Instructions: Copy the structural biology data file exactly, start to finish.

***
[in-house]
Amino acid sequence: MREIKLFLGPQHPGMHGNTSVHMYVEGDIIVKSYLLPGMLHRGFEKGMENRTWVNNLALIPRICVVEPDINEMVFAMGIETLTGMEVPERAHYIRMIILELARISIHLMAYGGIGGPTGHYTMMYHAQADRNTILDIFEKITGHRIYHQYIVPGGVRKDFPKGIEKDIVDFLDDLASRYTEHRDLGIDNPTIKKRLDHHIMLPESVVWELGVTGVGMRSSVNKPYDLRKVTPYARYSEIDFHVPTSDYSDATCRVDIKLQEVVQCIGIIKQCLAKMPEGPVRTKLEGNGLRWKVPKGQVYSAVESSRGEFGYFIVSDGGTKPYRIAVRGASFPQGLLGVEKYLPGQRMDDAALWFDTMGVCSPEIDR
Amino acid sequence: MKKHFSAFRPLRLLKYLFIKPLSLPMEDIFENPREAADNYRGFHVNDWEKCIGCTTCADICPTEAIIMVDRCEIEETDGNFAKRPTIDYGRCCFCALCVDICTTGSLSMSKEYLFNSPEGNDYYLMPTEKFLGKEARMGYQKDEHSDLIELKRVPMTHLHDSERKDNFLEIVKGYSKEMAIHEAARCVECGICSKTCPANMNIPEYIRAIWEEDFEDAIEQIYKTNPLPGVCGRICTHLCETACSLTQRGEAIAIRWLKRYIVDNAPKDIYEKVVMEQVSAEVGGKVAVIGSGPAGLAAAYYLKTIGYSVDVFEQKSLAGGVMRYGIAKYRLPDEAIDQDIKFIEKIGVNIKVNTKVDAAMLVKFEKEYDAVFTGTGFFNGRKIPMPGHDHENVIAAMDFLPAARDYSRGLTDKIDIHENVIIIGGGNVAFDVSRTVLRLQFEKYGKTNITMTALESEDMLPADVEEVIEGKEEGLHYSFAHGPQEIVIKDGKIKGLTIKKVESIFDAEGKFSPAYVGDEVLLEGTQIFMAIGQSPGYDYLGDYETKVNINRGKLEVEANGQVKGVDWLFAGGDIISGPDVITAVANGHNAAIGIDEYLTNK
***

[in-house]
Amino acid sequence: MREIKLFLGPQHPGMHGNTSVHMYVEGDIIVKSYLLPGMLHRGFEKGMENRTWVNNLALIPRICVVEPDINEMVFAMGIETLTGMEVPERAHYIRMIILELARISIHLMAYGGIGGPTGHYTMMYHAQADRNTILDIFEKITGHRIYHQYIVPGGVRKDFPKGIEKDIVDFLDDLASRYTEHRDLGIDNPTIKKRLDHHIMLPESVVWELGVTGVGMRSSVNKPYDLRKVTPYARYSEIDFHVPTSDYSDATCRVDIKLQEVVQCIGIIKQCLAKMPEGPVRTKLEGNGLRWKVPKGQVYSAVESSRGEFGYFIVSDGGTKPYRIAVRGASFPQGLLGVEKYLPGQRMDDAALWFDTMGVCSPEIDR
Amino acid sequence: MKKHFSAFRPLRLLKYLFIKPLSLPMEDIFENPREAADNYRGFHVNDWEKCIGCTTCADICPTEAIIMVDRCEIEETDGNFAKRPTIDYGRCCFCALCVDICTTGSLSMSKEYLFNSPEGNDYYLMPTEKFLGKEARMGYQKDEHSDLIELKRVPMTHLHDSERKDNFLEIVKGYSKEMAIHEAARCVECGICSKTCPANMNIPEYIRAIWEEDFEDAIEQIYKTNPLPGVCGRICTHLCETACSLTQRGEAIAIRWLKRYIVDNAPKDIYEKVVMEQVSAEVGGKVAVIGSGPAGLAAAYYLKTIGYSVDVFEQKSLAGGVMRYGIAKYRLPDEAIDQDIKFIEKIGVNIKVNTKVDAAMLVKFEKEYDAVFTGTGFFNGRKIPMPGHDHENVIAAMDFLPAARDYSRGLTDKIDIHENVIIIGGGNVAFDVSRTVLRLQFEKYGKTNITMTALESEDMLPADVEEVIEGKEEGLHYSFAHGPQEIVIKDGKIKGLTIKKVESIFDAEGKFSPAYVGDEVLLEGTQIFMAIGQSPGYDYLGDYETKVNINRGKLEVEANGQVKGVDWLFAGGDIISGPDVITAVANGHNAAIGIDEYLTNK